"Springbok Saga", that magnum opus about South African rugby published in the 1980s by journalist Chris Greyvenstein, was a mainstay on many Afrikaner bookshelves when I was growing up. It told the tale of the mighty Green and Gold; how the team from the southernmost tip of Africa took on their colonial masters at their own game and beat them.
The Bok journey really starts in 1906, when Paul Roos, a Latin teacher from Stellenbosch, was selected as captain of the very first team to be called "Springboks". His task was rugby as much as it was to unite an all-white team divided by the war of 1899 to 1902. "We aren't English-speaking nor Afrikaans-speaking, but a happy band of South Africans," he famously told the team before their departure to Britain.
The book tells a story of triumph and glory, with the Springboks establishing themselves as the pre-eminent rugby-playing nation in the world, beating the All Blacks in New Zealand before the Second World War, and thumping them in South Africa in 1949, the year after the National Party won the election and introduced apartheid.
There are some bad patches, here and there. The Boks lost their first series only in 1956, in New Zealand, and inexplicably lost to the English and French — at home, nogal — in the 1970s. The tightening screws of international sanctions and condemnation of the government's apartheid policies also start to emerge in the second half of the book, with "anarchic protestors" blamed for the Springboks' struggles on their tours to Britain and Australia at the end of the 1960s and early 1970s.
It was during this time that Danie Craven realised that white rugby was unsustainable, and that the rugby community would have to reach out to the black and coloured rugby controlling bodies.
But the nadir of Springbok rugby came in 1974, when Willie John McBride's famous British Lions visited John Vorster's South Africa and thumped the pride of Afrikanerdom (and white South Africa) three-zip. As in 3-0. It was a national crisis. McBride's team was one of the first to play mixed-race teams, and Greyvenstein's book also carries a famous picture of legendary Welsh fullback J.P.R. Williams with black players from an invitational team called the Leopards.
It was during this time that Danie Craven, the heart and soul of South African rugby over many decades, realised that white rugby was unsustainable, and that the rugby community would have to reach out to the black and coloured rugby controlling bodies. His efforts, however, were thwarted and stalled by the petty-apartheid policy-peddling prime-ministership of BJ Vorster, and initially PW Botha as well.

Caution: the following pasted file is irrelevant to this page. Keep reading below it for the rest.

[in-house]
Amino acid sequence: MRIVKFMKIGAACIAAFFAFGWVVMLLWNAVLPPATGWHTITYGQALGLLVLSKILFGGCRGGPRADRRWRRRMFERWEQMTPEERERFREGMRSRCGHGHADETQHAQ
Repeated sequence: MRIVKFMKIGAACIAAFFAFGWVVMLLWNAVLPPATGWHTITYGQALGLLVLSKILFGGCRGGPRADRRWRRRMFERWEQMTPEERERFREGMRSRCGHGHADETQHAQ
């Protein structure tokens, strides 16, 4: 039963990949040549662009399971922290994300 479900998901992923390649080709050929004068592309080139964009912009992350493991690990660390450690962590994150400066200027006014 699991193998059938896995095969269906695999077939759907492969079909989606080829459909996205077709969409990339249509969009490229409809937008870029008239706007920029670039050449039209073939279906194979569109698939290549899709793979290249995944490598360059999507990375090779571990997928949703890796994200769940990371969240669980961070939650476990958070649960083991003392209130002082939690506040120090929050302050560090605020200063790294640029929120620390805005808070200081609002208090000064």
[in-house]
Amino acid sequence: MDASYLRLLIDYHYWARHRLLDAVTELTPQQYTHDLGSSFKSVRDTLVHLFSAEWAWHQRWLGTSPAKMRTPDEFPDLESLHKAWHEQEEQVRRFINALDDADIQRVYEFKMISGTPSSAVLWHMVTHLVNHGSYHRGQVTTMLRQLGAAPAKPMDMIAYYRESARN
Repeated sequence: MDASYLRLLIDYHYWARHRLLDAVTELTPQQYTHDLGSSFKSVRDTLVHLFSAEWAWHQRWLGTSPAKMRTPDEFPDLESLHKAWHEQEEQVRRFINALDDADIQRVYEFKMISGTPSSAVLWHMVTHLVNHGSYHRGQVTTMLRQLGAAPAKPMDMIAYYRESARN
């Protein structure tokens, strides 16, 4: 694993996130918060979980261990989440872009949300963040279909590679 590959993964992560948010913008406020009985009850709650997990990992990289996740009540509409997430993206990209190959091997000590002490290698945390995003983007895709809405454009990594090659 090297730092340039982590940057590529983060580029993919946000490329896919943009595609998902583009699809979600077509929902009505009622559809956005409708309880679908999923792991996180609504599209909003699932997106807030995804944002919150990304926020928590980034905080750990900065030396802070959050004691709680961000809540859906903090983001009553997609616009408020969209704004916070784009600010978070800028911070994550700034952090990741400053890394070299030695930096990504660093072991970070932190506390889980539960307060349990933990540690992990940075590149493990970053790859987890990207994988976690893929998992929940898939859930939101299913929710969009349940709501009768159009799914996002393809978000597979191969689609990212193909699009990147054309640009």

In August 1988 Craven, chairperson of the (white) SA Rugby Board, shocked the establishment when he warned clubs "to get their houses in order" and end racial discrimination. If not, the SARB would take disciplinary action against them. Then in October of the same year, he drew the ire of then-education minister FW de Klerk when he met Thabo Mbeki, Steve Tshwete and Alfred Nzo to discuss the normalising of sport in the country. The meeting took place two years before De Klerk released Nelson Mandela from prison.
"Springbok Saga" is a wonderful book, with grand images of Springbok successes in the first half of the 20th century, tales of come-form-behind wins against the odds, and wonderful quotes by legends of the game (like Morné du Plessis, captain against the British Lions in 1980: "We have the speed to cover you all the time, and the speed to rip you open when you falter").
Rugby, however, remains a sport steeped in apartheid history and seemingly still struggling to rid itself completely of its divisive legacy.
But our history is almost silent on black rugby. There have been numerous efforts to right this wrong, with academics and journalists attempting to shine a light on the black legends that surely would have made it into "Springbok Saga" if this country hadn't been cursed with apartheid and segregation. The SA Rugby Union has also given recognition to black players, handing them the Bok blazers that were denied them in the era before unity in the sport.
Rugby, however, remains a game steeped in apartheid history and seemingly still struggling to rid itself completely of its divisive legacy. Yes, there have been strides — and many diligent administrators, school masters and coaches are working hard to create the inclusive environment within which this wonderful sport can thrive. But the jury seems to be out whether or not efforts are succeeding.
This is why the appointment of Siya Kolisi from Western Province as the Springbok Test captain is important. We will one day move beyond "first black to do this" or "first black to do that".
But Kolisi's appointment is different, and with reason. His suitability for the job is beyond question and not up for debate. If anything, he should have been appointed last year: he's been a tigerish flanker for a good couple of seasons now, and an inspirational captain for the Stormers over the same period.
He is also the first black rugby player tapped to lead his country into international battle. He will do so on the back of a sport that has been divided since its inception, and one that was thought to be the preserve of one part of the population. He is a sportsman, but the position of Bok captain in this country is so much more. He will represent the whole country, of course, but he will also represent generations of men who were denied the opportunity to don the old green jersey.
If Roos could have offered advice to his successor today, it surely would be that Kolisi isn't leading a group of white or black rugby players — he is leading a group of Springboks. And that's special.